(考试时间：60 分钟)(总分：100 分)
Directions: In each of the following groups of words, there are four underlined letters or letter combinations marked A, B, C and D. Compare the underlined parts and identify the one that is dif erent from the others in pronunciation. Then mark the corresponding letter on the Answer Sheet with a single line through the centre.
1. A. might B. five C. give D. life
2. A. dumb B. cabin C. table D. bench
3. A. double B. couple C. mouse D. rough
4. A. literature B. mature C. nature D. feature
5. A. cough B. enough C. laugh D. though
Ⅱ.Situational Dialogues (10 points)
Directions: In this section there is a long dialogue with 5 missing sentences. At the end of the dialogue, there is a list of given choices. You are required to select the ONE that best fits into the dialogue. Then mark the corresponding letter on the Answer Sheet with a single line through the center. Note that there are three additional choices and you may not use any of the choices in the list more than once.
Woman: Good morning, Mr. Zhang. I am Chen Hua, and I’ll be interviewing you. How are you today?
Man: 6 .
Woman: Can you tell me something about your experiences in this kind of work?
Man: Well, for many years, I managed a department for the Redstone Company in London. Now I work part time because I also go to school at night. I’m getting a business degree.
Woman: Oh, how interesting. 7 .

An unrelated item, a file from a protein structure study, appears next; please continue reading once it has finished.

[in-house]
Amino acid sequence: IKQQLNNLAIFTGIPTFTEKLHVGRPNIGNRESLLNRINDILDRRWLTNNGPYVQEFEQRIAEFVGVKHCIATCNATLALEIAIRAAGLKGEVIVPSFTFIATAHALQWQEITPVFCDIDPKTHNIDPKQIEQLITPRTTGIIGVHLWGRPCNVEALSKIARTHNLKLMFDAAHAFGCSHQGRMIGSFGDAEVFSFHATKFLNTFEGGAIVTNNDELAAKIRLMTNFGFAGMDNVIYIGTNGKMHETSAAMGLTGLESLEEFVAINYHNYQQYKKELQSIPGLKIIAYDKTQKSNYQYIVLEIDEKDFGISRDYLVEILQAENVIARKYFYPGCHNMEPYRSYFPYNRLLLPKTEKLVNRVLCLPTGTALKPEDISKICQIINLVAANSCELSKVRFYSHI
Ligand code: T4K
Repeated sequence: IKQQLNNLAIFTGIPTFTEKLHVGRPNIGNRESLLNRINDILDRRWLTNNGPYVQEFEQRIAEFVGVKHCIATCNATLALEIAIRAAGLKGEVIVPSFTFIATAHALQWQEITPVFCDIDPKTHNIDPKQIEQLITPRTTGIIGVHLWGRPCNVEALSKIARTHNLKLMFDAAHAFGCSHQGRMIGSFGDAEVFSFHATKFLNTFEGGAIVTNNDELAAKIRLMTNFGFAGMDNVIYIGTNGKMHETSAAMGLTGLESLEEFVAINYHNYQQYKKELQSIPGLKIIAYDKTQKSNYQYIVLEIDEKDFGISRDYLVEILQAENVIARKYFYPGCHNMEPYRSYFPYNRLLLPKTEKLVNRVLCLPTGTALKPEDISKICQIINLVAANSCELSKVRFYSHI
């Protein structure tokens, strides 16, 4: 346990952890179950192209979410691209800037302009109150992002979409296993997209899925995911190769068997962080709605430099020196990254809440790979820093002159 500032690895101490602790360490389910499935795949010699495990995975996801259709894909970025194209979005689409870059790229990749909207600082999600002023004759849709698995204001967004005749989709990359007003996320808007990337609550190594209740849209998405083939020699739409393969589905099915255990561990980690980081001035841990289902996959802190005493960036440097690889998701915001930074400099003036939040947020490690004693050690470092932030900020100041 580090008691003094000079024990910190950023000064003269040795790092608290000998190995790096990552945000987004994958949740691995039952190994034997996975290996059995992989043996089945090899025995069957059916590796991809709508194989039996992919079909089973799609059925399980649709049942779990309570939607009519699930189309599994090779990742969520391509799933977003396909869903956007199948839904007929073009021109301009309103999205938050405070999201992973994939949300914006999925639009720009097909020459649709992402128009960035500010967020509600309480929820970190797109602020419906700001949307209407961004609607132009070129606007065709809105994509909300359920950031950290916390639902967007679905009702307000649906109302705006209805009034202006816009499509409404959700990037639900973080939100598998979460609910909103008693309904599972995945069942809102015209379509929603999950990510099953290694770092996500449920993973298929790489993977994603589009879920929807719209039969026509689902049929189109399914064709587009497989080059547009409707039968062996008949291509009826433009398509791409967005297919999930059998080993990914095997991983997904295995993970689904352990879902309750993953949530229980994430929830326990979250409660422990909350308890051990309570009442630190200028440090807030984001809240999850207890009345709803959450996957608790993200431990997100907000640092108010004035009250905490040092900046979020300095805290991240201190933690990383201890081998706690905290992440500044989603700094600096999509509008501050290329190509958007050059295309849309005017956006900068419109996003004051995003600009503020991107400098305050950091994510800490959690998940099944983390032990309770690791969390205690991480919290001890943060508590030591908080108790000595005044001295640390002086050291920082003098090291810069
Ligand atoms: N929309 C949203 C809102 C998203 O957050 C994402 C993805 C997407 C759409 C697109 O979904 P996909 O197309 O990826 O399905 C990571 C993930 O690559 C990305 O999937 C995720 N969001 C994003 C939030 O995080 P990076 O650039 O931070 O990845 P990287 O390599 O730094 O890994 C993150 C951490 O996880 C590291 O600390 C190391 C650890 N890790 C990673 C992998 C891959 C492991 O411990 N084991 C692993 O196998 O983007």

Man: I’ll finish school in a few months, and I’d like a full-time position with more responsibility.
Woman: And why would you like to work for our company?
Man: 8 .
Woman: Could you please tell me about your special skills and interests?
Man: Of course, I’m good at computers and I can speak French. I used to take classes in it at the local college. And 9 .
Woman: Can you give me any references?
Man: Yes, certainly. You can talk to Mr. Wang, my boss, at the Redstone Company. I could also give you the names and numbers of several of my teachers.
Woman: All right, Mr. Zhang, 10 .
Man: Yes, I wonder when I’ll be informed about my application for the job?
Woman: Well, we’ll let you know as soon as possible. Let’s stay in touch. Thank you very much for coming this morning.
Man: Thank you.
A. I am fine, thank you.
B. Would you like to ask me any questions?
C. I like travelling a lot
D. Because I know your company’s work, and I like it.
E. Tell me, why do you want to leave your present job?
F. See you then. G. Do you want to come with me?
III. Reading Comprehension (50 points)
Section A (30 points)
Directions: There are 2 passages in this part. Each passage is followed by some questions or unfinished statements. For each of them there are 4 choices marked A, B, C and D. You are required to choose the ONE that best fits into the statement. Mark the corresponding letter on the Answer Sheet with a single line through the centre.
Questions 11-15 are based on the following passage
Whether in the home or in the workplace, social robots are going to become a lot more common in the next few years. Social robots are about to bring technology to the everyday world in a more humanized way, said Cynthia Breazeal, chief scientist at the robot company Jibo.